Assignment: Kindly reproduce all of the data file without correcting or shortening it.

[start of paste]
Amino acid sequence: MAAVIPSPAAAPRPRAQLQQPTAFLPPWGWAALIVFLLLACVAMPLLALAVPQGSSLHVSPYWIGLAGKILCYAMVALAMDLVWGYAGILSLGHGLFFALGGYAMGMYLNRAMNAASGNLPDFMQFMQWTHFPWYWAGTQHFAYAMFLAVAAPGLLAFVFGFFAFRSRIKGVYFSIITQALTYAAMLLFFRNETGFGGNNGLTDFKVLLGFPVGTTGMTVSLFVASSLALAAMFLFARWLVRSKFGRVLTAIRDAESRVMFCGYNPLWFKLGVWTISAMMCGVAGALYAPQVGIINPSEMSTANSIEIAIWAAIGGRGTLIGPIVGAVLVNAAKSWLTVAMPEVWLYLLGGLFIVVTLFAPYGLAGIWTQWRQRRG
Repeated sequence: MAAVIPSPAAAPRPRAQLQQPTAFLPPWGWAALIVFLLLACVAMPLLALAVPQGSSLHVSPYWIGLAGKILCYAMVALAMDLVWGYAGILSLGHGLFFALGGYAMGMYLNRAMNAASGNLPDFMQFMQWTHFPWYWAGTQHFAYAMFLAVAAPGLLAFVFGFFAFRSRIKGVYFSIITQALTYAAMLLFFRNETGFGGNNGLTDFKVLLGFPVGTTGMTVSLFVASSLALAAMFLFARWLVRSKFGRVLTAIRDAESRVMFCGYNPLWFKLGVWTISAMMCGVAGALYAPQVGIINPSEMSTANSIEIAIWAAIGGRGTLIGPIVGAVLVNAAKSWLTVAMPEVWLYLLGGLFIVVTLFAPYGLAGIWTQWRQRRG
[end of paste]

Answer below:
Amino acid sequence: MAAVIPSPAAAPRPRAQLQQPTAFLPPWGWAALIVFLLLACVAMPLLALAVPQGSSLHVSPYWIGLAGKILCYAMVALAMDLVWGYAGILSLGHGLFFALGGYAMGMYLNRAMNAASGNLPDFMQFMQWTHFPWYWAGTQHFAYAMFLAVAAPGLLAFVFGFFAFRSRIKGVYFSIITQALTYAAMLLFFRNETGFGGNNGLTDFKVLLGFPVGTTGMTVSLFVASSLALAAMFLFARWLVRSKFGRVLTAIRDAESRVMFCGYNPLWFKLGVWTISAMMCGVAGALYAPQVGIINPSEMSTANSIEIAIWAAIGGRGTLIGPIVGAVLVNAAKSWLTVAMPEVWLYLLGGLFIVVTLFAPYGLAGIWTQWRQRRG
Repeated sequence: MAAVIPSPAAAPRPRAQLQQPTAFLPPWGWAALIVFLLLACVAMPLLALAVPQGSSLHVSPYWIGLAGKILCYAMVALAMDLVWGYAGILSLGHGLFFALGGYAMGMYLNRAMNAASGNLPDFMQFMQWTHFPWYWAGTQHFAYAMFLAVAAPGLLAFVFGFFAFRSRIKGVYFSIITQALTYAAMLLFFRNETGFGGNNGLTDFKVLLGFPVGTTGMTVSLFVASSLALAAMFLFARWLVRSKFGRVLTAIRDAESRVMFCGYNPLWFKLGVWTISAMMCGVAGALYAPQVGIINPSEMSTANSIEIAIWAAIGGRGTLIGPIVGAVLVNAAKSWLTVAMPEVWLYLLGGLFIVVTLFAPYGLAGIWTQWRQRRG